We claim as our invention:

1. In a sound-reproducing device, a direct acting, piston type diaphragm, a rigid housing having a supporting ange adjacent and parallel to the outer periphery of said diaphragm, and a compliant suspension system for said diaphragm comprising at least two compliant, circumferentially corrugated ring members, said members being arranged spaced, parallel planes and connected in additive series relation for substantially decreasing resistance to axial driving forces applied to said diaphragm without substantially decreasing lateral stiffness of said suspension system, said members connecting said diaphragm to said supporting flange externally of said diaphragm.

2. In a sound-reproducing device, a housing, a direct acting diaphragm, and a flexible suspension system connecting said diaphragm to said housing, said system being constituted by a plurality of compliant, circumferentially corrugated sections of fibrous material located in superposed relation in different planes substantially normal to the axis of movement of said diaphragm, said sections being coupled in additive series relation between said diaphragm and said housing adjacent to the outer periphery of said diaphragm and external to said diaphragm for substantially decreasing resistance to axial driving forces without substantially decreasing lateral stiffness of said suspension system, said sections being equiv-l alent to a flexible support of larger radial extent than either one of said sections alone relative to the axis of said diaphragm while occupying substantially less space radially than would said last mentioned support.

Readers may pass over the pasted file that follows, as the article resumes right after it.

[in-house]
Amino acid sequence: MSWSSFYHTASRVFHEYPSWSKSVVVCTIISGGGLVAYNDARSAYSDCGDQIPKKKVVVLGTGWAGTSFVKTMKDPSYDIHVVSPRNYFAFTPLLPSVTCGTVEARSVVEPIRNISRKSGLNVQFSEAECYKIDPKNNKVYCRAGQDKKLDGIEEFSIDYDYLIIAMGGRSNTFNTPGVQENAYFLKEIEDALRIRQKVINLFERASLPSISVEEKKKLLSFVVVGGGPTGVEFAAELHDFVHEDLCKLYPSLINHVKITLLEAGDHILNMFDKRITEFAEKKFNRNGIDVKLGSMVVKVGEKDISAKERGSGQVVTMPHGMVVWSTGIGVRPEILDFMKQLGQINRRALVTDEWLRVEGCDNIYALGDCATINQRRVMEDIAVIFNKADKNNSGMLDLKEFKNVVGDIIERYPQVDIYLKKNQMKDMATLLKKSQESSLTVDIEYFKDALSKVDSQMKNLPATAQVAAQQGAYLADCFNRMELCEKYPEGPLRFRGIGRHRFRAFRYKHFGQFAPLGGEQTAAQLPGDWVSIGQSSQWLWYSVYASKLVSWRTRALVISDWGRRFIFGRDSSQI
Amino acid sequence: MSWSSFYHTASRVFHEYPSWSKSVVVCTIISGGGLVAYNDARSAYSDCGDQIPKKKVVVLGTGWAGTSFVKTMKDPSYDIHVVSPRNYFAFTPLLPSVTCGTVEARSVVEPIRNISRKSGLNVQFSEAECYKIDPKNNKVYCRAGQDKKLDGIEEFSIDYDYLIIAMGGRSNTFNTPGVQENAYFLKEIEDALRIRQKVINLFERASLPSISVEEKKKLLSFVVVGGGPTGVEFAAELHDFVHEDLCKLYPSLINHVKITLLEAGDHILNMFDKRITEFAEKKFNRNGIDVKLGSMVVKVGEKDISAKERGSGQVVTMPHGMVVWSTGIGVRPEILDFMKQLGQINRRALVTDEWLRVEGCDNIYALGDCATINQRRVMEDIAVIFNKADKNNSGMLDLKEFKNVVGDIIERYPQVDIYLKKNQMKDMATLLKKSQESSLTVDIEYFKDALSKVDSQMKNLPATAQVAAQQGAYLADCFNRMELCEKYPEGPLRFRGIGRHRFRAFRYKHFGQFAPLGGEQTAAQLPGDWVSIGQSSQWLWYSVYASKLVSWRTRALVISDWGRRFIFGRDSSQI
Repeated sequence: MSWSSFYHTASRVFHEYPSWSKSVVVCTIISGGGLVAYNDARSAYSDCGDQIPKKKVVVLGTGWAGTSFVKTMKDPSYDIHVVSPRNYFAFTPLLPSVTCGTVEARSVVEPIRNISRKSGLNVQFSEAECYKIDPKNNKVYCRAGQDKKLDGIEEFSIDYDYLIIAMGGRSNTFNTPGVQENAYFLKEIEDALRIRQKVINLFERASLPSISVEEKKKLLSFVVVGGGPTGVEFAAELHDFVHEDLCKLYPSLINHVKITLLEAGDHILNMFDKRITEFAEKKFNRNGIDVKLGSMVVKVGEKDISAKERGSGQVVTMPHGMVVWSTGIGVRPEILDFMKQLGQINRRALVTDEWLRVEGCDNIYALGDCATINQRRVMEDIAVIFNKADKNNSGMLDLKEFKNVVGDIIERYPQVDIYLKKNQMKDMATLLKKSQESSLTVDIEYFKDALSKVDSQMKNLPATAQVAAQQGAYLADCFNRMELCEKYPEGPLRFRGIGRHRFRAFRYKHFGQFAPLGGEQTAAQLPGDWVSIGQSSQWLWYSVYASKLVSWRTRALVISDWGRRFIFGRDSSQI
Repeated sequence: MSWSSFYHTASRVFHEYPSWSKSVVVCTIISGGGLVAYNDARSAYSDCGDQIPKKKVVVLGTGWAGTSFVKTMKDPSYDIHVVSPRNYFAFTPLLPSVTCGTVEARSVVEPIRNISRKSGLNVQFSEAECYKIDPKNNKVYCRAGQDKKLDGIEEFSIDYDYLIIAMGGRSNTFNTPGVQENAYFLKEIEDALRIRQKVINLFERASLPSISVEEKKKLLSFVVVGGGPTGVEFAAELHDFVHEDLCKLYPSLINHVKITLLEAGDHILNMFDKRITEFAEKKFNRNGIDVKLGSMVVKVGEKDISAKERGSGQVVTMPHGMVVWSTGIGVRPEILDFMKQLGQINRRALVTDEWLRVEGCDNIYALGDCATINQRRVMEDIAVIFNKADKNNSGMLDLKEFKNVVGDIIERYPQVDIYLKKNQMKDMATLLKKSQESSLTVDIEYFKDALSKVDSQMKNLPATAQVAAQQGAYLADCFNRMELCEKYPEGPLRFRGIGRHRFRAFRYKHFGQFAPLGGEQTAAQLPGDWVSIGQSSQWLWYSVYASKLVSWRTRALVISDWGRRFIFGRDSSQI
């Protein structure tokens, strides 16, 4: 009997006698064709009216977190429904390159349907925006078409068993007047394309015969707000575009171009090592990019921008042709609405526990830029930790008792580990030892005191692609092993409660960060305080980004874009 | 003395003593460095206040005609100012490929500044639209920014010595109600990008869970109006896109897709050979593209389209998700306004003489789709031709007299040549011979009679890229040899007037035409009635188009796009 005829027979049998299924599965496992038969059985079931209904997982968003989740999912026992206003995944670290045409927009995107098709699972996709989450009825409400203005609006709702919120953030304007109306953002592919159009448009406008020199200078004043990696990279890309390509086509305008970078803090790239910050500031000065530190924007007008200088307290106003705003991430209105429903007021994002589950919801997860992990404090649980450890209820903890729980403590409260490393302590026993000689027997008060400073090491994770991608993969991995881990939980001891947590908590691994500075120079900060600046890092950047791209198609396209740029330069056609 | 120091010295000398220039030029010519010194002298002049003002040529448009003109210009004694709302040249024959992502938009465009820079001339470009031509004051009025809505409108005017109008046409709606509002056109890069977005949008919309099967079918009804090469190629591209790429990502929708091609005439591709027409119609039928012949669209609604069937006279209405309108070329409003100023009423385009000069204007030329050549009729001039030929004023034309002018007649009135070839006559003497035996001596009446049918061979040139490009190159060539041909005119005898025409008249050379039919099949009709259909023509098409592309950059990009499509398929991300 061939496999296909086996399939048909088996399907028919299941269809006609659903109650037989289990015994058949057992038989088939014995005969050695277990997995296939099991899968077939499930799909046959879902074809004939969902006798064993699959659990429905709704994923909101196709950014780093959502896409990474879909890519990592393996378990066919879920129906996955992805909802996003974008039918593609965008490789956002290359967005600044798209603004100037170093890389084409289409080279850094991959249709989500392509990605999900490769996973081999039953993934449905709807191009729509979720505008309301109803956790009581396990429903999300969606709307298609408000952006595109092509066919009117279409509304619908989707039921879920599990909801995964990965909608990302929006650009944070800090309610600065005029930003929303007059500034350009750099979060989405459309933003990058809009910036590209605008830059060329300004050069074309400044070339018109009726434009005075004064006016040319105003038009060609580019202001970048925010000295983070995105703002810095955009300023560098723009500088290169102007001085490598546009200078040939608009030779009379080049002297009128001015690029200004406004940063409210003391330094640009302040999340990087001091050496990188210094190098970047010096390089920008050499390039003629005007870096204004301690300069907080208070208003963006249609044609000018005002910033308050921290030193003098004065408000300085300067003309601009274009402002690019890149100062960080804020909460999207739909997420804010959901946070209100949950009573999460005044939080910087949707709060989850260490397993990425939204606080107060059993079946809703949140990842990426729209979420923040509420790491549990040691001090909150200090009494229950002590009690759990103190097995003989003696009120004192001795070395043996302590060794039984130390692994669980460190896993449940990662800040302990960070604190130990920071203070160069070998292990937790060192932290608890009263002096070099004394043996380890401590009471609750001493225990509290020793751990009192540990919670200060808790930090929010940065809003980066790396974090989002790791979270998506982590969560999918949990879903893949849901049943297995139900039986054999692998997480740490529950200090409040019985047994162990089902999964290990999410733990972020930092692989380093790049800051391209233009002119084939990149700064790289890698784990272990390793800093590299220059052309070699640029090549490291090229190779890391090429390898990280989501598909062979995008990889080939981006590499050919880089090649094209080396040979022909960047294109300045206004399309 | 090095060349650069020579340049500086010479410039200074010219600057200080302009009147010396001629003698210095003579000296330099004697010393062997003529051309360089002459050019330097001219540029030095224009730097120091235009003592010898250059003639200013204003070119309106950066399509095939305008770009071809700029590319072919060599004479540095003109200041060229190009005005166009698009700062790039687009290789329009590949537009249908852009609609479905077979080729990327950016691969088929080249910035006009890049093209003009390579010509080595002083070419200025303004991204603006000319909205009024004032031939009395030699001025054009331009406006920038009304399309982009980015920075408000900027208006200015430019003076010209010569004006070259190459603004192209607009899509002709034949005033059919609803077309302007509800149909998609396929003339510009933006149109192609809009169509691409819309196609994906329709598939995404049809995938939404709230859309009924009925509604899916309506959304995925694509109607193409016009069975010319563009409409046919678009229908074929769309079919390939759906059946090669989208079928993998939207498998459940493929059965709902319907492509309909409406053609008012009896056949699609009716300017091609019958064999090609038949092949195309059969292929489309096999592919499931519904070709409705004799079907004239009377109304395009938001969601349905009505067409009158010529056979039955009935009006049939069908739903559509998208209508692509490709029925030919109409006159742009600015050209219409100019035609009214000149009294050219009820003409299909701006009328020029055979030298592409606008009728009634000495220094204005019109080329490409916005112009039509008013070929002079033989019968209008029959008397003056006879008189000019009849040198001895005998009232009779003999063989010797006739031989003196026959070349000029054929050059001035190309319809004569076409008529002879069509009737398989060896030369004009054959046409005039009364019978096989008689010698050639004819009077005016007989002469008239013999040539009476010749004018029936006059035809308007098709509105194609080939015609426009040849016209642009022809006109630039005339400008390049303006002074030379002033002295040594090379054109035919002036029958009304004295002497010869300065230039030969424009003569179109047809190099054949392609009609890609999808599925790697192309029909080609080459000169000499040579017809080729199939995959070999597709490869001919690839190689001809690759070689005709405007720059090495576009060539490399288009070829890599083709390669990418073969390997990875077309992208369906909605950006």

3. In a sound-reproducing device, an acoustic diaphragm, driving means therefor, a suspension system therefor comprising a housing surrounding said diaphragm, a compliant circumferentially corrugated peripheral member portion extending radially outward from said diaphragm, a compliant circumferentially corrugated ring member annularly secured at its outer margin to the periphery of said peripheral member and extending radially inward in overlapping spaced relation to said peripheral member, and structure including a flange portion of the diaphragm housing xedly supporting said ring member at its inner margin adjacent to and spaced from said peripheral member portion of the diaphragm.

4. The invention as set forth in claim 3, wherein said ring member is positioned rearwardly of said peripheral member.

5. The invention as set forth in claim 3, Wherein said ring member is positioned forwardly of said peripheral member.

6. The invention as set forth in claim 3, wherein said supporting structure is flexible for the force exerted by said driving means, and functions effectively as a third compliant member in series with said peripheral and ring members.

7. The invention as set forth in claim 3, wherein said peripheral member and said ring member are disposed in adjacent spaced planes, one of said members having an integrally formed edge extending out of its plane into contact with the corresponding edge of the other member for coupling them in series spaced relation.

8. The invention as set forth in claim 3, Wherein said device is mounted in an opening in a wall of a substantially closed cabinet for confining the atmosphere around the rear surface of said diaphragm, the natural resonance of said device in unconned air being substantially below the natural resonance of said device in said cabinet.